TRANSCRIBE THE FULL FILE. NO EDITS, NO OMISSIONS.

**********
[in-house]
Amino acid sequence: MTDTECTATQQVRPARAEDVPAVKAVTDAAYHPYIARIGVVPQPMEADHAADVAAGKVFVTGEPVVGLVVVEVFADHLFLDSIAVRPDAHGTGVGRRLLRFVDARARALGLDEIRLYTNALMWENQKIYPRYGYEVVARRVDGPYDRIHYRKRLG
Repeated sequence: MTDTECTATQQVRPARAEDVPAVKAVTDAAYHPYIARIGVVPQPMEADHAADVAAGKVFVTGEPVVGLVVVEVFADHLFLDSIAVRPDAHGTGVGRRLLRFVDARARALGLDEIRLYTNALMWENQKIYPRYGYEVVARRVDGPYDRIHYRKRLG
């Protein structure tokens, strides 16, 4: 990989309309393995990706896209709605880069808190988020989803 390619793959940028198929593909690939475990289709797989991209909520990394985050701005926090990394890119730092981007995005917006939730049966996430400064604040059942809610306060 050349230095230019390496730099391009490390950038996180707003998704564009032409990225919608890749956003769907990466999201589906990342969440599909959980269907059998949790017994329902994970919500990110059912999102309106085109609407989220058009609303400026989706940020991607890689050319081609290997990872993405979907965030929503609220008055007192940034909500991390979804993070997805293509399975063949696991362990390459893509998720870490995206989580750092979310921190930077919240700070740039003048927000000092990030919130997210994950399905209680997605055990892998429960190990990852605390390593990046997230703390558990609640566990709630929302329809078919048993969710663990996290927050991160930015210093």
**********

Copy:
[in-house]
Amino acid sequence: MTDTECTATQQVRPARAEDVPAVKAVTDAAYHPYIARIGVVPQPMEADHAADVAAGKVFVTGEPVVGLVVVEVFADHLFLDSIAVRPDAHGTGVGRRLLRFVDARARALGLDEIRLYTNALMWENQKIYPRYGYEVVARRVDGPYDRIHYRKRLG
Repeated sequence: MTDTECTATQQVRPARAEDVPAVKAVTDAAYHPYIARIGVVPQPMEADHAADVAAGKVFVTGEPVVGLVVVEVFADHLFLDSIAVRPDAHGTGVGRRLLRFVDARARALGLDEIRLYTNALMWENQKIYPRYGYEVVARRVDGPYDRIHYRKRLG
């Protein structure tokens, strides 16, 4: 990989309309393995990706896209709605880069808190988020989803 390619793959940028198929593909690939475990289709797989991209909520990394985050701005926090990394890119730092981007995005917006939730049966996430400064604040059942809610306060 050349230095230019390496730099391009490390950038996180707003998704564009032409990225919608890749956003769907990466999201589906990342969440599909959980269907059998949790017994329902994970919500990110059912999102309106085109609407989220058009609303400026989706940020991607890689050319081609290997990872993405979907965030929503609220008055007192940034909500991390979804993070997805293509399975063949696991362990390459893509998720870490995206989580750092979310921190930077919240700070740039003048927000000092990030919130997210994950399905209680997605055990892998429960190990990852605390390593990046997230703390558990609640566990709630929302329809078919048993969710663990996290927050991160930015210093």